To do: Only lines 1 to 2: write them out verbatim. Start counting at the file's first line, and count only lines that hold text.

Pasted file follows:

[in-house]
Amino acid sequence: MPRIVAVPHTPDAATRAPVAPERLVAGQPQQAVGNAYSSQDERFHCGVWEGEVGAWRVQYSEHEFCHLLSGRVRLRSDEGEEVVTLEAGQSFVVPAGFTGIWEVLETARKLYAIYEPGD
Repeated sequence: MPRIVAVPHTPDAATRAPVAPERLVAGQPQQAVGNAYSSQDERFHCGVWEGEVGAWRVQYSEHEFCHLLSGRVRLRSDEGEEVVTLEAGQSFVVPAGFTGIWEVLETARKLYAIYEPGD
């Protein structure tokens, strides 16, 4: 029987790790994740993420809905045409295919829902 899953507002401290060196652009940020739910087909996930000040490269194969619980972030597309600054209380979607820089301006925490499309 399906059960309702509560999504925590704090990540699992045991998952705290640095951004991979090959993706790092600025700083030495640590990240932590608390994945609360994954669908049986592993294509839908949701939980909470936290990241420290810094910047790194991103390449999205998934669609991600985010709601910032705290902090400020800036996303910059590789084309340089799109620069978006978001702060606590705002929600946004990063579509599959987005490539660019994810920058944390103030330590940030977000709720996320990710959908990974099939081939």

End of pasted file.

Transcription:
[in-house]
Amino acid sequence: MPRIVAVPHTPDAATRAPVAPERLVAGQPQQAVGNAYSSQDERFHCGVWEGEVGAWRVQYSEHEFCHLLSGRVRLRSDEGEEVVTLEAGQSFVVPAGFTGIWEVLETARKLYAIYEPGD